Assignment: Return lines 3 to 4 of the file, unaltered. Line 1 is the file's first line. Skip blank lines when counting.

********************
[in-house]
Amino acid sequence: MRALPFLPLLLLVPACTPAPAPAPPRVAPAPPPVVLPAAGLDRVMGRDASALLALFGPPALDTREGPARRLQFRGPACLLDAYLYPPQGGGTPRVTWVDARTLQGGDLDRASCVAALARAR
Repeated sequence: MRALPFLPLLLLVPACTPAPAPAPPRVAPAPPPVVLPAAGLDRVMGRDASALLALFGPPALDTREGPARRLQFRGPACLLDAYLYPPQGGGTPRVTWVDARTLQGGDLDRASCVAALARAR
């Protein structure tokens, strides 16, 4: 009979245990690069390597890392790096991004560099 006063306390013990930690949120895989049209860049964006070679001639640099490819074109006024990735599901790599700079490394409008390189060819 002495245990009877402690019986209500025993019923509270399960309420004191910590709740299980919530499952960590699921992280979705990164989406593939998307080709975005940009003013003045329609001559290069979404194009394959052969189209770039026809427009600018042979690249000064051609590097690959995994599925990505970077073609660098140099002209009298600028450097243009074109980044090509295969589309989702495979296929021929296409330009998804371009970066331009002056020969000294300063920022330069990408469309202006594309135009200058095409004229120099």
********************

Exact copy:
Repeated sequence: MRALPFLPLLLLVPACTPAPAPAPPRVAPAPPPVVLPAAGLDRVMGRDASALLALFGPPALDTREGPARRLQFRGPACLLDAYLYPPQGGGTPRVTWVDARTLQGGDLDRASCVAALARAR
């Protein structure tokens, strides 16, 4: 009979245990690069390597890392790096991004560099 006063306390013990930690949120895989049209860049964006070679001639640099490819074109006024990735599901790599700079490394409008390189060819 002495245990009877402690019986209500025993019923509270399960309420004191910590709740299980919530499952960590699921992280979705990164989406593939998307080709975005940009003013003045329609001559290069979404194009394959052969189209770039026809427009600018042979690249000064051609590097690959995994599925990505970077073609660098140099002209009298600028450097243009074109980044090509295969589309989702495979296929021929296409330009998804371009970066331009002056020969000294300063920022330069990408469309202006594309135009200058095409004229120099």